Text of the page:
Revealed: Why Kenyan Artists might “authorize” their songs for copyright

Kenyan Musicians King Kaka (Left) and Vivian Kenya (Right): Photo Courtesy

Kenyan musicians have criticized the Collective Management Organizations (CMOs) for blurriness and thievery of money collected on behalf of artists for music played on radio, TV, bars, matatus, and public events.

A report in August 2019 indicated that MCSK sent as low as KES 2,500 to top artists as annual revenues. The allocation saw Rappers Khaligraph Jones and King Kaka protesting and authorizing their songs for copyright.

 “So, MCSK sends everyone Sh2, 500. (Multiplied by) 15,000, that is Sh37 million. Are you sure that’s all you collected?” King Kaka’s tweet read in part.

 “MCSK, one day we’ll come to your place and stir you up. Don’t try sending me these peanuts again.” Khaligraph said.

However, MCSK defended itself saying it gave out the money to its 13,967 members from cash collected by those performing in public places. MCSK also noted that it had not received money from broadcasters. It also added that 30% of the money collected went to international CMOs.

The Kenya Copyright Board commonly ordered deep scrutiny on Music Copyright Society of Kenya (MCSK), the Performers Rights Society of Kenya (PRISK), and the Kenya Association of Music Producers (KAMP) is in a bid to unearth what ails the entire music industry management.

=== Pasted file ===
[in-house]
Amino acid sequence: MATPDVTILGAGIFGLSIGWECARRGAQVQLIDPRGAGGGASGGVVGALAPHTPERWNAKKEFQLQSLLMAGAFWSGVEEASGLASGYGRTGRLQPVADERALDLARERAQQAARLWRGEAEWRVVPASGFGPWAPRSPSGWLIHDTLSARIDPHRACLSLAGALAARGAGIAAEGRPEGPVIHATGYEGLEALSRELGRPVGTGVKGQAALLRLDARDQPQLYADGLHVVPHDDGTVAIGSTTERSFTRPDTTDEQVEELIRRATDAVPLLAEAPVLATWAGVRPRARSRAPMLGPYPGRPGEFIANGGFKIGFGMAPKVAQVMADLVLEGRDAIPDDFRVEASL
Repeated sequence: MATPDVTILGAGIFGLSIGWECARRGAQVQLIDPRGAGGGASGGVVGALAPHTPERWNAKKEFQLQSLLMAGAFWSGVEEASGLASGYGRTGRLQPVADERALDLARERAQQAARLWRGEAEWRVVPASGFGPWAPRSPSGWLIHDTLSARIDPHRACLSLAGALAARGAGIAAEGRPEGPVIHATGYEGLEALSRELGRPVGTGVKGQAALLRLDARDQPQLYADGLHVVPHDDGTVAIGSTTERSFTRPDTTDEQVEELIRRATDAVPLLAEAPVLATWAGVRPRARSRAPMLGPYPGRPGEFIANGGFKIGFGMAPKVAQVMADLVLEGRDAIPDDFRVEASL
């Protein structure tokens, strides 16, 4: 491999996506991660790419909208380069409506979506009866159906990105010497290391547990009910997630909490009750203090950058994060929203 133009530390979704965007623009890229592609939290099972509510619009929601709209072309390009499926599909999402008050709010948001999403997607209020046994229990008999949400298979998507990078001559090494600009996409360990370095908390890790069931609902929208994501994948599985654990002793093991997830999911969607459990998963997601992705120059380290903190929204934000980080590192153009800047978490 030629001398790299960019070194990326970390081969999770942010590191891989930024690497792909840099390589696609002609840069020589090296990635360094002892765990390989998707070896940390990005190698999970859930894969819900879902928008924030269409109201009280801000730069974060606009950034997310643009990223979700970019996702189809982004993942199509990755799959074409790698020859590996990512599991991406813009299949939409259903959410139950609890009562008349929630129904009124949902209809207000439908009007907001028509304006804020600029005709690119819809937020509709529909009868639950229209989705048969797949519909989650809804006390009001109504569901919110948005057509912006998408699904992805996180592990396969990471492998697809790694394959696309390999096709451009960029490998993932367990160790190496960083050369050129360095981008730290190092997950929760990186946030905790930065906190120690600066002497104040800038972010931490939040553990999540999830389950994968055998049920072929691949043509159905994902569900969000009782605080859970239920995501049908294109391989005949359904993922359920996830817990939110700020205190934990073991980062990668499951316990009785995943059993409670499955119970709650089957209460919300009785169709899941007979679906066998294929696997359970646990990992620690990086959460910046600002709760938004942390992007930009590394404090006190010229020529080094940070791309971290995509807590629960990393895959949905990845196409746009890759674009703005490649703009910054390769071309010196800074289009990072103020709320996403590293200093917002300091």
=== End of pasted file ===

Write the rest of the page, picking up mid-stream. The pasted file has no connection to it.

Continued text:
The 2017 – 2019 forensic audit exposed deep-rooted systemic compromise. The findings are contained in a draft report tabled to the Kenya Copyright Board (Kecobo) Chairman Mutuma Mathiu.

The report revealed that inefficiency included diversion of royalties, poor corporate governance structures, suspected fraudulent transactions, poor or totally no record-keeping and the existence of ghost or duplicate members.

The administration that governs CMOs is also said to be negligent in asset management as they also lack very vital policy documents. The docket does not remit statutory deductions, and have very significant gaps in structure and administration.

The Kecobo’s Executive Director Edward Sigei gave a seven-day period to the CMOs to respond and it started on Tuesday. That means that by Tuesday next week, the organizations should have replied to the queries from their regulator.

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Written by Hello News

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